Sunday, August 10, 2008

Review: (A)LURE

It irks me when people say dining out is all about the food, because it isn't. Dining out, especially when it's high-end, is also about feeling loved and cossetted, like being wrapped in a warm cocoon of specialness for the night. If I wanted just food, I'd have stayed at home.

At Burswood's (A)LURE, I felt about as loved as a puppy caught in the rain. On arrival, we were led past a cool bar/sushi station through to a wonderful Manhattan-inspired fit-out, then towards the back until we were seated next to an exit door in a small, tiled area entirely by ourselves. This was a little puzzling considering the restaurant was only three quarters full, and I felt the rumblings of foreboding. And heard the sound of much clattering as crockery, cutlery and glassware began to hit our table. All delivered in a most unloving way by a team of young girls who looked as though they'd prefer to be anywhere but serving us. Sean Marco is an award-winning chef who has worked in some of the world's most prestigious hotels. Such a shame, then, to have such poor conveyors of his fine fare. I asked only one question during the night, hesitatingly, knowing I would be disappointed: could a side be suggested for my $48 upmarket surf-and-turf? "Um, like, maybe a salad?" was the surly reply. Care factor: zero. I went with the buttered asparagus.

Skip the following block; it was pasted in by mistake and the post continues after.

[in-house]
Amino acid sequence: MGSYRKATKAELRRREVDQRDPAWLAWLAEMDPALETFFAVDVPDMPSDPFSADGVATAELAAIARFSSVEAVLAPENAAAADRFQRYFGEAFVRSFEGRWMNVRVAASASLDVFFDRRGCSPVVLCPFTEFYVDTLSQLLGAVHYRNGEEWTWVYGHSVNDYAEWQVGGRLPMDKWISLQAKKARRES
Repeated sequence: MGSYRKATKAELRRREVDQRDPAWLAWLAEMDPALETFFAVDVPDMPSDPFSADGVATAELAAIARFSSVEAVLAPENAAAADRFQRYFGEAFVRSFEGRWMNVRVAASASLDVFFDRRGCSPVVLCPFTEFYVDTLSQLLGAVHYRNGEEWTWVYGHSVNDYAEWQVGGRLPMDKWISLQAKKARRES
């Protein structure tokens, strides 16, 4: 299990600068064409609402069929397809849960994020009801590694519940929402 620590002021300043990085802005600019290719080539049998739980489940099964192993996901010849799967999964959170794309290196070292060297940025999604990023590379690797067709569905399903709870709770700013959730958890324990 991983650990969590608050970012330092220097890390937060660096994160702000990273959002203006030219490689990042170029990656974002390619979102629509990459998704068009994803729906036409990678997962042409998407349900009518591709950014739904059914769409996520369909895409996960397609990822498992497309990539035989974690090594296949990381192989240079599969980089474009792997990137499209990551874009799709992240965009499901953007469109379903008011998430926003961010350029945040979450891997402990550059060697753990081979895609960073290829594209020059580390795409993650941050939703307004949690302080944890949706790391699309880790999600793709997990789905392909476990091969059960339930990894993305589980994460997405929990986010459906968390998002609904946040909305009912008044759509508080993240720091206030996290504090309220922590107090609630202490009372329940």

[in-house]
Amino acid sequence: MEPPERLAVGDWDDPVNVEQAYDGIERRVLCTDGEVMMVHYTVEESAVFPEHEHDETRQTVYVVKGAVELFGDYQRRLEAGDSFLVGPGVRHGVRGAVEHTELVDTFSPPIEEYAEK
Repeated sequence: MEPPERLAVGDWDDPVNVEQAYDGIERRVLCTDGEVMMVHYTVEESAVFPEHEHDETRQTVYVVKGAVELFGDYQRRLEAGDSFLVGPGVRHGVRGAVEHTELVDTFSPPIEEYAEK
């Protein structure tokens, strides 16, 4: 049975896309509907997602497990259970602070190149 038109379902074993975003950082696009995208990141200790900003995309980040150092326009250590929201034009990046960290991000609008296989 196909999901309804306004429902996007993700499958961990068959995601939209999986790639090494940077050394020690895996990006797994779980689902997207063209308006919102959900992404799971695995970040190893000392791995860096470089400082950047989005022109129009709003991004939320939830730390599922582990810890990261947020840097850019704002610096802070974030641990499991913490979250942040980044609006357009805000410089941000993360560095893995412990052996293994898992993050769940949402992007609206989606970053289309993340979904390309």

(A)LURE is great if you're after conventional high-end grub with low-end service in a cool space. Not so great if you expect fine dining.

What we ate:
Entree - Mixed half dozen oysters ($20); fetta & mushroom tartlet ($17)
Main - Avon Valley beef fillet with lobster tail ($48); confit pork belly with grilled King prawns ($42); buttered asparagus.

What we drank:
T'Gallant Pinot Grigio; Capel Vale Unwooded Chardonnay; Clairault Cabernet Sauvignon